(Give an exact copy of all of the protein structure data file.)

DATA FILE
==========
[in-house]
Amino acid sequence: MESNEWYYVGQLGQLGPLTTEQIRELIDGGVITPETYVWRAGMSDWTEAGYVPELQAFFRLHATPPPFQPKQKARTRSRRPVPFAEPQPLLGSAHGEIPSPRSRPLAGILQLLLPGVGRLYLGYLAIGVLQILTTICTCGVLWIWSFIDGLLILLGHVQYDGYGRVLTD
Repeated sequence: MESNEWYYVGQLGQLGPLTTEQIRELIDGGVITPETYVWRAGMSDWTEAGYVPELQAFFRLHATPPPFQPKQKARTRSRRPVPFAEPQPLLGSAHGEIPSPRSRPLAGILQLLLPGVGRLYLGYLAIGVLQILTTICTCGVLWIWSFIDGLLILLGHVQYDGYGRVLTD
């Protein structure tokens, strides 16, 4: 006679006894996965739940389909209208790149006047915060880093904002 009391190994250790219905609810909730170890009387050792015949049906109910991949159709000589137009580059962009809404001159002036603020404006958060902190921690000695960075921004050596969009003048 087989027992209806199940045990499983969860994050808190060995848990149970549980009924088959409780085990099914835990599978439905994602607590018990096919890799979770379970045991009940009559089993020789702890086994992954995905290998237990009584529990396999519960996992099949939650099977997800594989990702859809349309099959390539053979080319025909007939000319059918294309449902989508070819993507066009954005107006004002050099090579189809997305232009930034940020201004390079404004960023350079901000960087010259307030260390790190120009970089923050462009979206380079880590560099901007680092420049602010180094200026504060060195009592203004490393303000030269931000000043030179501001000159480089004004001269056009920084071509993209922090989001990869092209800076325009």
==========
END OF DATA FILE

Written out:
[in-house]
Amino acid sequence: MESNEWYYVGQLGQLGPLTTEQIRELIDGGVITPETYVWRAGMSDWTEAGYVPELQAFFRLHATPPPFQPKQKARTRSRRPVPFAEPQPLLGSAHGEIPSPRSRPLAGILQLLLPGVGRLYLGYLAIGVLQILTTICTCGVLWIWSFIDGLLILLGHVQYDGYGRVLTD
Repeated sequence: MESNEWYYVGQLGQLGPLTTEQIRELIDGGVITPETYVWRAGMSDWTEAGYVPELQAFFRLHATPPPFQPKQKARTRSRRPVPFAEPQPLLGSAHGEIPSPRSRPLAGILQLLLPGVGRLYLGYLAIGVLQILTTICTCGVLWIWSFIDGLLILLGHVQYDGYGRVLTD
């Protein structure tokens, strides 16, 4: 006679006894996965739940389909209208790149006047915060880093904002 009391190994250790219905609810909730170890009387050792015949049906109910991949159709000589137009580059962009809404001159002036603020404006958060902190921690000695960075921004050596969009003048 087989027992209806199940045990499983969860994050808190060995848990149970549980009924088959409780085990099914835990599978439905994602607590018990096919890799979770379970045991009940009559089993020789702890086994992954995905290998237990009584529990396999519960996992099949939650099977997800594989990702859809349309099959390539053979080319025909007939000319059918294309449902989508070819993507066009954005107006004002050099090579189809997305232009930034940020201004390079404004960023350079901000960087010259307030260390790190120009970089923050462009979206380079880590560099901007680092420049602010180094200026504060060195009592203004490393303000030269931000000043030179501001000159480089004004001269056009920084071509993209922090989001990869092209800076325009």